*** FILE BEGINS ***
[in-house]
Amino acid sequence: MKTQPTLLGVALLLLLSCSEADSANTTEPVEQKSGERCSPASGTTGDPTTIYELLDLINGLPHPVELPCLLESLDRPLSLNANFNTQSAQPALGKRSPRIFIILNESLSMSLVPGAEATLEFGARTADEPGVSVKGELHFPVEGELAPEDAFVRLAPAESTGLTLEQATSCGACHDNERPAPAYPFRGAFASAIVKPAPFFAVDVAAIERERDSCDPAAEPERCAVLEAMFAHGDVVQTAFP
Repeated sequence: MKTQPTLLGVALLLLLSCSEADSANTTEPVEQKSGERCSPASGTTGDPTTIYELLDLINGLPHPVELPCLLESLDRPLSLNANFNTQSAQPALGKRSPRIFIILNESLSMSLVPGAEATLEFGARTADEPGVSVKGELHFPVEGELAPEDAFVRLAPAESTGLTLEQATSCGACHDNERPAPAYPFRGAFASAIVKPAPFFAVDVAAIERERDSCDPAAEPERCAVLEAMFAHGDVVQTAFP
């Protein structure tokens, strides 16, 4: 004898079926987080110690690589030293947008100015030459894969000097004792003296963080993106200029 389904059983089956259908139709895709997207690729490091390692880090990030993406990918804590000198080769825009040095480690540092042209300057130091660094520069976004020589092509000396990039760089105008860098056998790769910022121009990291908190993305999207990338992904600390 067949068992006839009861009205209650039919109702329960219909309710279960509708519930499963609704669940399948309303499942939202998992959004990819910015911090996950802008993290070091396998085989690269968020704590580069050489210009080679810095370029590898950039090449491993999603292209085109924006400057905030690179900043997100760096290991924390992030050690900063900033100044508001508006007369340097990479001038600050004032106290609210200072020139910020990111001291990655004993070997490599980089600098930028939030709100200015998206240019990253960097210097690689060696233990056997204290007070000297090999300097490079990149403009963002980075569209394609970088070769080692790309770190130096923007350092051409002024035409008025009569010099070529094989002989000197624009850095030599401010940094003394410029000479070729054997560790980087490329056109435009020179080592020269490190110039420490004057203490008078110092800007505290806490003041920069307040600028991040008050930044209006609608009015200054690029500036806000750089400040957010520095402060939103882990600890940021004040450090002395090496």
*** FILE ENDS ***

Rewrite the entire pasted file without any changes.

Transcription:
[in-house]
Amino acid sequence: MKTQPTLLGVALLLLLSCSEADSANTTEPVEQKSGERCSPASGTTGDPTTIYELLDLINGLPHPVELPCLLESLDRPLSLNANFNTQSAQPALGKRSPRIFIILNESLSMSLVPGAEATLEFGARTADEPGVSVKGELHFPVEGELAPEDAFVRLAPAESTGLTLEQATSCGACHDNERPAPAYPFRGAFASAIVKPAPFFAVDVAAIERERDSCDPAAEPERCAVLEAMFAHGDVVQTAFP
Repeated sequence: MKTQPTLLGVALLLLLSCSEADSANTTEPVEQKSGERCSPASGTTGDPTTIYELLDLINGLPHPVELPCLLESLDRPLSLNANFNTQSAQPALGKRSPRIFIILNESLSMSLVPGAEATLEFGARTADEPGVSVKGELHFPVEGELAPEDAFVRLAPAESTGLTLEQATSCGACHDNERPAPAYPFRGAFASAIVKPAPFFAVDVAAIERERDSCDPAAEPERCAVLEAMFAHGDVVQTAFP
């Protein structure tokens, strides 16, 4: 004898079926987080110690690589030293947008100015030459894969000097004792003296963080993106200029 389904059983089956259908139709895709997207690729490091390692880090990030993406990918804590000198080769825009040095480690540092042209300057130091660094520069976004020589092509000396990039760089105008860098056998790769910022121009990291908190993305999207990338992904600390 067949068992006839009861009205209650039919109702329960219909309710279960509708519930499963609704669940399948309303499942939202998992959004990819910015911090996950802008993290070091396998085989690269968020704590580069050489210009080679810095370029590898950039090449491993999603292209085109924006400057905030690179900043997100760096290991924390992030050690900063900033100044508001508006007369340097990479001038600050004032106290609210200072020139910020990111001291990655004993070997490599980089600098930028939030709100200015998206240019990253960097210097690689060696233990056997204290007070000297090999300097490079990149403009963002980075569209394609970088070769080692790309770190130096923007350092051409002024035409008025009569010099070529094989002989000197624009850095030599401010940094003394410029000479070729054997560790980087490329056109435009020179080592020269490190110039420490004057203490008078110092800007505290806490003041920069307040600028991040008050930044209006609608009015200054690029500036806000750089400040957010520095402060939103882990600890940021004040450090002395090496």